It provides you with the full-featured XFCE4 Desktop Environment. This system is tuned out of the box for fast low-latency audio performance, seamless JACK/PulseAudio integration, and optional support for Windows Audio and Plugin applications through Wine-Staging.
Peppermint OS: The Linux Desktop OS
If you are looking for distributions to revive your old PC, which lacks the system resources, Then Peppermint OS is the best choice that provides your lightweight distribution and requires 512 MB of RAM and 3.8 GB of space.
It is also one of the distributions that still supports a 32-bit system. However, its Desktop Environment is a hybrid based mainly on selected components from LXDE and XFCE that make it more lightweight.
Kaisen Linux: The Distribution for Professional IT
Mostly all of the IT-related tasks can be easily done in all Linux distributions, but having the luxury of all sets of tools such as diagnosing, recovering, and many more for system administration not only helps you with your job but also improves your productivity.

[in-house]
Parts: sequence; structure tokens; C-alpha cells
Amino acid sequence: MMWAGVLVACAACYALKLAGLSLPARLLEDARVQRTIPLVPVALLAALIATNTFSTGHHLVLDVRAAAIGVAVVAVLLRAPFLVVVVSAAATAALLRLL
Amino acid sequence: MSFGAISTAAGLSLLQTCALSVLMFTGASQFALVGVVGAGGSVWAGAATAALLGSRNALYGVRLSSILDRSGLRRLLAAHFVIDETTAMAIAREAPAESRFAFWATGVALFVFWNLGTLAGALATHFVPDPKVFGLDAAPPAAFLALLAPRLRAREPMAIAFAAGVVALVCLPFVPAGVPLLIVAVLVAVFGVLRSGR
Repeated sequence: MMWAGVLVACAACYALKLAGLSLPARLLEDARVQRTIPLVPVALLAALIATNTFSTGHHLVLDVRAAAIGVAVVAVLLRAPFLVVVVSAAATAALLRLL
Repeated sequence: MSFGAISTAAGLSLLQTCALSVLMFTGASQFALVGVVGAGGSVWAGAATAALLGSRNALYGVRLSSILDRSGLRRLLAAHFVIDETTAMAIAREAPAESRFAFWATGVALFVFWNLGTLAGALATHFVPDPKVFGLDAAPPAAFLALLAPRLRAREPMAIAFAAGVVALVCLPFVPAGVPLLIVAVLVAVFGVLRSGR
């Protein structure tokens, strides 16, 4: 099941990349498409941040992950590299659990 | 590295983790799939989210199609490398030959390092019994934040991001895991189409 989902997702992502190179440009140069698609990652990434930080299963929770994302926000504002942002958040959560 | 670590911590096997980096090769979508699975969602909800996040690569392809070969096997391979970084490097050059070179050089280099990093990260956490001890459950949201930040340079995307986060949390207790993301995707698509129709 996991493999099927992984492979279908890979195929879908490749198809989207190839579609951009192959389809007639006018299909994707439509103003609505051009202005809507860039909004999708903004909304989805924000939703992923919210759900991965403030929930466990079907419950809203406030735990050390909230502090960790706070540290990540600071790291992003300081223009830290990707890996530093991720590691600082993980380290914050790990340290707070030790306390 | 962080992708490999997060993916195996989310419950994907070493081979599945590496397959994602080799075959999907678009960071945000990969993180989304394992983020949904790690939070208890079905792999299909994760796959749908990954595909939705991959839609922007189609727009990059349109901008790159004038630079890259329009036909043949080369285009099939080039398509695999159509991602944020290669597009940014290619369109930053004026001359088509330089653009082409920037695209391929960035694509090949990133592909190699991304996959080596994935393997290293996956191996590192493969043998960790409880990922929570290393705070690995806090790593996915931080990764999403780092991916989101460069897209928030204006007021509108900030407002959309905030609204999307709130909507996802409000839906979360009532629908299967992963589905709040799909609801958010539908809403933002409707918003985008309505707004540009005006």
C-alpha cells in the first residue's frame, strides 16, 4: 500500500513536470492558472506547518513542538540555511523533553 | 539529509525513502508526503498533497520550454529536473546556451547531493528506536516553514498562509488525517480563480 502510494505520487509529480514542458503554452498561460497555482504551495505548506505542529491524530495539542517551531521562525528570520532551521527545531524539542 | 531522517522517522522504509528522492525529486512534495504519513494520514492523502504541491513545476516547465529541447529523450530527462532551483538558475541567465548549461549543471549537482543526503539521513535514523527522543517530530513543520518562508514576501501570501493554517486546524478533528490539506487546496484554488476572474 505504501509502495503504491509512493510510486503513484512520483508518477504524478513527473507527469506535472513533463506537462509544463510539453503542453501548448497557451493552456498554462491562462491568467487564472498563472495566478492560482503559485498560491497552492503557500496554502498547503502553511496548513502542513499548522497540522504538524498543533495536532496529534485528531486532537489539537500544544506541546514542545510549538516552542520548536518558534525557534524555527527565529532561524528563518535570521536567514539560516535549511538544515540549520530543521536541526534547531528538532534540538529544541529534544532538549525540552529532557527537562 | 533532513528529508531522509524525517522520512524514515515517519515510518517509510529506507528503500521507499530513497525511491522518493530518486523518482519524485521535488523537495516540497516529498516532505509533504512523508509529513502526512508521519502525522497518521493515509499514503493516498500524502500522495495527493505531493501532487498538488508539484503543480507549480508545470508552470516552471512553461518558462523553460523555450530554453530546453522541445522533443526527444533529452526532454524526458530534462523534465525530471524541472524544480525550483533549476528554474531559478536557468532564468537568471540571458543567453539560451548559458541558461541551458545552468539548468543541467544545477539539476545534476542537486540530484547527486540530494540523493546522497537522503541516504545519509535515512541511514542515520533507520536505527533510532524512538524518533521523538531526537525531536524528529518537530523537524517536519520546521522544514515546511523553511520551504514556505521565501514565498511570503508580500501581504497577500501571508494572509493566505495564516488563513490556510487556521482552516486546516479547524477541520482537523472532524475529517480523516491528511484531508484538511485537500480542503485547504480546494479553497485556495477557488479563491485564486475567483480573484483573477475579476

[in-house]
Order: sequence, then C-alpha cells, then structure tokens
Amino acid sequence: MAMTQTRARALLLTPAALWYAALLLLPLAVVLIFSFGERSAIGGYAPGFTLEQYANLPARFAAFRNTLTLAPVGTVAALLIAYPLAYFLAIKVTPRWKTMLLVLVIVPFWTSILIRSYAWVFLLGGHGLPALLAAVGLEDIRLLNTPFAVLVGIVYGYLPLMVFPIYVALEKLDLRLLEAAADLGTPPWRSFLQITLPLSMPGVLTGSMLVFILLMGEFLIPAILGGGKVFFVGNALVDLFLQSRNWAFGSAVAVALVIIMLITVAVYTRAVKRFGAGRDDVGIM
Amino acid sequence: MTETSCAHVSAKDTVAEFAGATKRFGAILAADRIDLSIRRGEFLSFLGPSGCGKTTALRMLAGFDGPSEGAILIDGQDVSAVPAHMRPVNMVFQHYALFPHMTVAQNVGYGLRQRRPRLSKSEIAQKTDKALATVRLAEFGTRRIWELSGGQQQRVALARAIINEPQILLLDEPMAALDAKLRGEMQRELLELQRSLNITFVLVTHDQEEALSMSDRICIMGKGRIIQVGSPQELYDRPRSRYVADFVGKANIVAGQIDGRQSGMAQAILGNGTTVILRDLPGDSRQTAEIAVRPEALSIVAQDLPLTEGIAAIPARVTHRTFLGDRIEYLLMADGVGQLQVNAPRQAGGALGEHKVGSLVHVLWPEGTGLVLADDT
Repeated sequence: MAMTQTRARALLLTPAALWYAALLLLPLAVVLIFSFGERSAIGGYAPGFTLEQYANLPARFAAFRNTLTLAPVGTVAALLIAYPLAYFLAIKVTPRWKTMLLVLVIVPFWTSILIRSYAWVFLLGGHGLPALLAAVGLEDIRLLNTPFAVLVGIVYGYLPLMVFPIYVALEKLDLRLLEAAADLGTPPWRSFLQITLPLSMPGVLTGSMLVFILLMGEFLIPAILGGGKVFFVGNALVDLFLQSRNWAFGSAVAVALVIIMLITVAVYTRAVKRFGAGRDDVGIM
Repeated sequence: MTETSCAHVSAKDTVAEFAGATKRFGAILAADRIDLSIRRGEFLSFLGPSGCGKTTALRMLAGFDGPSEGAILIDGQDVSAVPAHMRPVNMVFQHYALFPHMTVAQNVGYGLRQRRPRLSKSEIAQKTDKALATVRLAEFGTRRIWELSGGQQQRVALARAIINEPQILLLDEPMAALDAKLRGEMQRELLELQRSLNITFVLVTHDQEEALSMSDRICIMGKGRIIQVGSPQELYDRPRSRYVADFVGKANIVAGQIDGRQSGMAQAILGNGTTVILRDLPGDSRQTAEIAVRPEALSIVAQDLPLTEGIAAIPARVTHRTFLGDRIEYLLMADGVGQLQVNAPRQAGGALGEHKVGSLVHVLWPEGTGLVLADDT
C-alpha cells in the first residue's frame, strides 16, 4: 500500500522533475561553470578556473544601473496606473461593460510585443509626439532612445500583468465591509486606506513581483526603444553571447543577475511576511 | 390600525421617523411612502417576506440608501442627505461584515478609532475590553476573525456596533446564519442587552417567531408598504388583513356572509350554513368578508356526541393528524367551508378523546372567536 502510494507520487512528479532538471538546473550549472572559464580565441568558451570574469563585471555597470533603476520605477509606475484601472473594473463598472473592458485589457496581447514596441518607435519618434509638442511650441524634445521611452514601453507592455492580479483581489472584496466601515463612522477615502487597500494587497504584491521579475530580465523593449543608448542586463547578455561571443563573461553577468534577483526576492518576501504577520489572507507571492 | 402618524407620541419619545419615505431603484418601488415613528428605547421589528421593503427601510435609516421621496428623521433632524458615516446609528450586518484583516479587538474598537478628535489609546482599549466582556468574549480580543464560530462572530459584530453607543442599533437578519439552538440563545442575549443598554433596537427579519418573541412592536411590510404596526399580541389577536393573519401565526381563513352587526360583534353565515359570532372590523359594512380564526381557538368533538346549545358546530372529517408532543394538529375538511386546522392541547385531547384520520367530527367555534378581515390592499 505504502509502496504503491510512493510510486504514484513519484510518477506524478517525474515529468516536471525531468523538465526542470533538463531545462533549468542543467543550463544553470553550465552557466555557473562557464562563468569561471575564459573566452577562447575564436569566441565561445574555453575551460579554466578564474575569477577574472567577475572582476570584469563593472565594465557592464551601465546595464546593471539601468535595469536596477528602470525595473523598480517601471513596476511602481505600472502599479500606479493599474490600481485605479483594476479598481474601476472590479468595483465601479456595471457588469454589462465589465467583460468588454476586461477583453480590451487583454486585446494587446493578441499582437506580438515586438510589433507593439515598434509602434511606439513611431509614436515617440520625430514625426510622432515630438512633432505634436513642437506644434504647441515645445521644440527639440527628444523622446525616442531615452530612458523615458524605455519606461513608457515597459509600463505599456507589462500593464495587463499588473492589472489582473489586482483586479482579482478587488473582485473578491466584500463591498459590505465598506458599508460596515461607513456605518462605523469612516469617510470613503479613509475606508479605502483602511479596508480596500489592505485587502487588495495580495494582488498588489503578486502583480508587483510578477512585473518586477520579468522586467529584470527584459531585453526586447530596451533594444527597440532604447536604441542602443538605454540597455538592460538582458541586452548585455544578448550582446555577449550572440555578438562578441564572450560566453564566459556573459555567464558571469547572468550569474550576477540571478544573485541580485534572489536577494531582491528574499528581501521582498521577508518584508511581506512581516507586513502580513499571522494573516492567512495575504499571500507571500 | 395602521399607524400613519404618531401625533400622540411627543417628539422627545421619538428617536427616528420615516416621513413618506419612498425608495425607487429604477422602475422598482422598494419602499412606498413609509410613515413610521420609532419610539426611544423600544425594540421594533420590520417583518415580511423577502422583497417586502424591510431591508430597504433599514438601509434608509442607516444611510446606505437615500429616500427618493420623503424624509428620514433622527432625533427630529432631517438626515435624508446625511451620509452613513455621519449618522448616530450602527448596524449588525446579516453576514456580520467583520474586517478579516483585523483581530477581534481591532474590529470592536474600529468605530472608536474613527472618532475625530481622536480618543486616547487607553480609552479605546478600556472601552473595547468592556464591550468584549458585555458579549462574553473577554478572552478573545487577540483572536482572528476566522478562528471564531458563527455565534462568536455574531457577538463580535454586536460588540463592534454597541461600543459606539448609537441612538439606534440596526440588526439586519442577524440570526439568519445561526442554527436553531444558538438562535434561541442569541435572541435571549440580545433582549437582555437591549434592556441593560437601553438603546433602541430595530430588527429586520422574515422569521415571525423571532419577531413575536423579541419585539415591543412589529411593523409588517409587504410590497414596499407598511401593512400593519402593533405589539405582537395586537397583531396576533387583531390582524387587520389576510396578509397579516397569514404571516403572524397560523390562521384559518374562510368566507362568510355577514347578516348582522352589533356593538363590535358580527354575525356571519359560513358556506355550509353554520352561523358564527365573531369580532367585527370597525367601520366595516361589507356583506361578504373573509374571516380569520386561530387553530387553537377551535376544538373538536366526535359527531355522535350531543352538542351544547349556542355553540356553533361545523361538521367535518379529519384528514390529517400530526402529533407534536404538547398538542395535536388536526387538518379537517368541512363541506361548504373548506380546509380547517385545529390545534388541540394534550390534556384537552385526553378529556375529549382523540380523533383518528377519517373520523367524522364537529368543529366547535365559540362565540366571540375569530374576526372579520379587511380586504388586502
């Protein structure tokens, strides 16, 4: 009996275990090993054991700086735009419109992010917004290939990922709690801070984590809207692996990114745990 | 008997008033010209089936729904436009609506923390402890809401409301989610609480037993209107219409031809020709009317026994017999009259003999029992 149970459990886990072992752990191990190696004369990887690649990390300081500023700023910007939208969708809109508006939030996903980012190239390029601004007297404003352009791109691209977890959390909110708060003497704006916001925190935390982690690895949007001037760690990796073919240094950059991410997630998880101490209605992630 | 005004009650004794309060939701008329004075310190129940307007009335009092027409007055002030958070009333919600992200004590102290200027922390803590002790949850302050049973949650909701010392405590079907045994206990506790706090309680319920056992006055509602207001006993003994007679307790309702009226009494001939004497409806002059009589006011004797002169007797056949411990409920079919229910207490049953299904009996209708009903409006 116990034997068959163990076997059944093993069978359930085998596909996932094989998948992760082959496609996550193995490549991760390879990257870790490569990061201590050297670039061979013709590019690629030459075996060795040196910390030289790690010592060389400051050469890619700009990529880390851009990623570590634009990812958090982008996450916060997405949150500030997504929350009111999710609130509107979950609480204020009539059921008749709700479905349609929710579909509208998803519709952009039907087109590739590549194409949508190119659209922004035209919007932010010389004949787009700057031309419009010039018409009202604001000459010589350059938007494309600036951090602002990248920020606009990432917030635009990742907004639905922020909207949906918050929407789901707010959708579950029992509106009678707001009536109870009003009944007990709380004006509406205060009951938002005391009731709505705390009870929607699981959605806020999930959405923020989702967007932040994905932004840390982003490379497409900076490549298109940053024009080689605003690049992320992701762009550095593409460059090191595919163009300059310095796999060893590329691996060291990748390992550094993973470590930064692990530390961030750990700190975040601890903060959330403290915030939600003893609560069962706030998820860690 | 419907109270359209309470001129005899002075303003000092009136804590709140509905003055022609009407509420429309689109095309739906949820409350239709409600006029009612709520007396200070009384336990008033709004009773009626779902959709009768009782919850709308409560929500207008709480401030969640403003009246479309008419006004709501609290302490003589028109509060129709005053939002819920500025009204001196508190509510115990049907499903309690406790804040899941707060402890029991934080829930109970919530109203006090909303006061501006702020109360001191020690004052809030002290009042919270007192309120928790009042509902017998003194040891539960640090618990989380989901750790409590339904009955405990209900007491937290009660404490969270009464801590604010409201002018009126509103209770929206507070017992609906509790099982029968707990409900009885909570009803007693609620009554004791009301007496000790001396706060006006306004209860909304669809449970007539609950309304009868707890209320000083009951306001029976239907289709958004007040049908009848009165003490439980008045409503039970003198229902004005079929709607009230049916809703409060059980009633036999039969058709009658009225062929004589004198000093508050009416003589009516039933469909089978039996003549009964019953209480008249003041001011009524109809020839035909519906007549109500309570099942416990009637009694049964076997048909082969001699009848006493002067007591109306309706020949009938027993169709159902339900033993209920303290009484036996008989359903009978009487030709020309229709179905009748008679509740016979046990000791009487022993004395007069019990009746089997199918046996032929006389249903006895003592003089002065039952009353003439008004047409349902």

It is available in multiple desktop editions such as KDE Plasma, LXQt, MATE (default distribution), and Xfce for the X86 system.
BOSS Linux: Indian Distribution
However, governments are always trying to introduce their own distribution. That is the case of BOSS, Bharat Operating System Solutions, an Indian Linux distribution based on Debian.
It comes in several Indian languages such as Bengali, Gujarati, Hindi, Malayalam, Punjabi, and Tamil. However, it comes in four different editions, listed below.
BOSS 9 is based on the Cinnamon Desktop Environment and includes all the necessary tools for personal, home, and office use.
EduBOSS 4 is bundled with educational applications that are useful for school students, with features including educational games, paint & graphic tools, a typing tutor, and a host of tools and packages for basic learning, and also for teaching subjects like Maths, Science, Social Studies, etc.